What Apple and the Nixon White House have in common

What Apple and the Nixon White House have in common

Summary: Coop comments on the ruling by Santa Clara County Superior Court Judge James P.

SHARE:
TOPICS: Apple
5

Coop comments on the ruling by Santa Clara County Superior Court Judge James P. Kleinberg that

Topic: Apple

Kick off your day with ZDNet's daily email newsletter. It's the freshest tech news and opinion, served hot. Get it.

Talkback

5 comments
Log in or register to join the discussion
  • Ridiculous

    Shield laws for journalists were created to allow the media to expose wrong-doing without repurcussions. Exposing a company's trade secrets hardly falls in the same category. What's the overriding public interest in exposing Apple's trade secrets?

    Carl Rapson
    rapson
    • Not ridiculous

      Shield laws were created to allow the media to investigate
      stories, not just to expose wrong-doing. If a government official
      were seeing someone on the side, it would not be illegal, but
      certainly would be news-worthy. Information about a new
      product falls into this category; people want to know what new
      products are coming out, and bloggers provide this information.
      They should be shielded because of the service they provide.
      scott229
    • I see three problems here

      Now, these points are not about Apple, but the problem in general:

      First, calling it a trade secret may not equal one: whithout knowing the sources, how can you know it was obtained illegally? Although likely in the Apple case, it has happened before that companies have tried to cap information they have previously released by calling it a trade secret.
      Second, there are outer countries than the US. Some of these have different legislation, which means that publishing the information abroad might be legal. Should it be illegal to republish this information?
      Third, and this is the main problem as I see it, how and whem can it be decided if a wrongdoing has occured or not? How ethical is it to push the old stuff the day before a launch when the customer may be better served by the new stuff? How about it if the launch reveales that the old stuff was a dead end? And if the trade secret was that the new stuff doesn't work the way the company have hinted, for example a company with a vapor product.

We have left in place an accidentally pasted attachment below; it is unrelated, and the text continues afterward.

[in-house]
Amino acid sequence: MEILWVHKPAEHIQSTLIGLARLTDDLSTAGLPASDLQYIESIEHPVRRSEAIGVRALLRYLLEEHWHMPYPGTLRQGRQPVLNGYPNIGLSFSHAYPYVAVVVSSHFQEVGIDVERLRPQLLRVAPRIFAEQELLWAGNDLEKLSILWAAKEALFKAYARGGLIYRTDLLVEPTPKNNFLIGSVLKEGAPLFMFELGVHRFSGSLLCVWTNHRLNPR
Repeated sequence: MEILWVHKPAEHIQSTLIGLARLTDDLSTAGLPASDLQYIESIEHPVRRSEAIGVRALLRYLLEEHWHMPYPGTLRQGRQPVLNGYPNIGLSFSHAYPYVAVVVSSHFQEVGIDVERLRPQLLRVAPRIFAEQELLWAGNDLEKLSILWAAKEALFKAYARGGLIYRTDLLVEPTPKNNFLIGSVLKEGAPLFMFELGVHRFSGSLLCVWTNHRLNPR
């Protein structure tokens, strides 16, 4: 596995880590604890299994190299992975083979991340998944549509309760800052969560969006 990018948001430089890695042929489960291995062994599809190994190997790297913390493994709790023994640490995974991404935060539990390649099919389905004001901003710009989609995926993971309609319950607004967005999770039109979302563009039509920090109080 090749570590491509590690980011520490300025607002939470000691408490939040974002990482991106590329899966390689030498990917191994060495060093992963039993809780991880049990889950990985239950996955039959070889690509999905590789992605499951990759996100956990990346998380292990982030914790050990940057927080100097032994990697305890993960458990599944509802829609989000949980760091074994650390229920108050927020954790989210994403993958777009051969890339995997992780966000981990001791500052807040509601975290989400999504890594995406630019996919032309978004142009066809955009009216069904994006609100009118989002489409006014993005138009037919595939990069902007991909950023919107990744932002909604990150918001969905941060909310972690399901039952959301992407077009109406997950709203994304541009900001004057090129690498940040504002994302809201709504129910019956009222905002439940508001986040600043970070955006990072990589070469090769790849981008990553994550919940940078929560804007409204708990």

I think that journalists in general should refrain from forwarding information from companies that uses legal means to control what journalists could write about them, as controlled by one side precludes independance.
      Impossible
  • freedon of the press?

    Reporters are a naive lot indeed. Whether you are a "real"
    reporter, or just someone who logs his opinions on a site, you
    don't have unfettered access to confidential information.

    The law says that if you have a reason to SUSPECT that
    information was illegally obtained, then in order to publish it
    without an expectation of being sued or charged with
    CRIMINALLY reveiving stolen goods (information is classified as
    goods), you must find the same information by legal means. If
    you don't (or can't). then you can be busted.

    It would be good if all those who regard themselves as part of
    the press learn the relevent laws before they whine about their
    "special" freedom.
    melgross
  • Speakers from the Back of a Van

    I hope legal action is pursued against Think Secret, but I would
    also hope penalties are not harsh. Whoever broke the NDA
    however, is, and should be, up the creek. Apple has a right to
    pursue theives and those who traffic in their stolen property.
    They have a right to discern the degree of malicious intent and
    seek penalties that prevent this from happening again.

    The "public has a right to know" argument doesn't wash and
    ignorance of the law is never an excuse for breaking it. The on-
    line community should thank Apple for more clearly defining the
    boundaries in which it operates. The fluididty of digital
    communication can't be seen to circumvent our larger social
    structures. This is why Microsoft desrved a leash for antritrust
    behavior. It's also why Apple must start charging sales tax for
    iTunes downloads?in a nation built on the rule of law, everyone
    pushes their luck, always with the knowledge that there are
    penalties for going too far.

    Everyone creeps over the speed limit, but the fact you regularly
    get away with it is not an argument for an invalidating law.

    regards
    Harry Bardal